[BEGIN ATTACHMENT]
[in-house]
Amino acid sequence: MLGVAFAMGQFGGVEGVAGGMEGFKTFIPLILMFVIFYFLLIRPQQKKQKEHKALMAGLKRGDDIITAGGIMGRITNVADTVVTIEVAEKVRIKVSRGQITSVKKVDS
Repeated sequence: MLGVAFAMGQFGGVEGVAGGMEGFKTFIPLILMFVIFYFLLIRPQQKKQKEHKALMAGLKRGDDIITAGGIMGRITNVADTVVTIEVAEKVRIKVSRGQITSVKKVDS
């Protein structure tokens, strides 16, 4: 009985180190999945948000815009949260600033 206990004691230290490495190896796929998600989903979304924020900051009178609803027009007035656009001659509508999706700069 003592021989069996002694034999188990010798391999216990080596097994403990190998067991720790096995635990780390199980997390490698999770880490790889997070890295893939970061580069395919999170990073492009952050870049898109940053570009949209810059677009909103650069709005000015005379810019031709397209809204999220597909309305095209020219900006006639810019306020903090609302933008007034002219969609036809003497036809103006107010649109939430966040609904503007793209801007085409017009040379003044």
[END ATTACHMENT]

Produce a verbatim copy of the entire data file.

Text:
[in-house]
Amino acid sequence: MLGVAFAMGQFGGVEGVAGGMEGFKTFIPLILMFVIFYFLLIRPQQKKQKEHKALMAGLKRGDDIITAGGIMGRITNVADTVVTIEVAEKVRIKVSRGQITSVKKVDS
Repeated sequence: MLGVAFAMGQFGGVEGVAGGMEGFKTFIPLILMFVIFYFLLIRPQQKKQKEHKALMAGLKRGDDIITAGGIMGRITNVADTVVTIEVAEKVRIKVSRGQITSVKKVDS
């Protein structure tokens, strides 16, 4: 009985180190999945948000815009949260600033 206990004691230290490495190896796929998600989903979304924020900051009178609803027009007035656009001659509508999706700069 003592021989069996002694034999188990010798391999216990080596097994403990190998067991720790096995635990780390199980997390490698999770880490790889997070890295893939970061580069395919999170990073492009952050870049898109940053570009949209810059677009909103650069709005000015005379810019031709397209809204999220597909309305095209020219900006006639810019306020903090609302933008007034002219969609036809003497036809103006107010649109939430966040609904503007793209801007085409017009040379003044």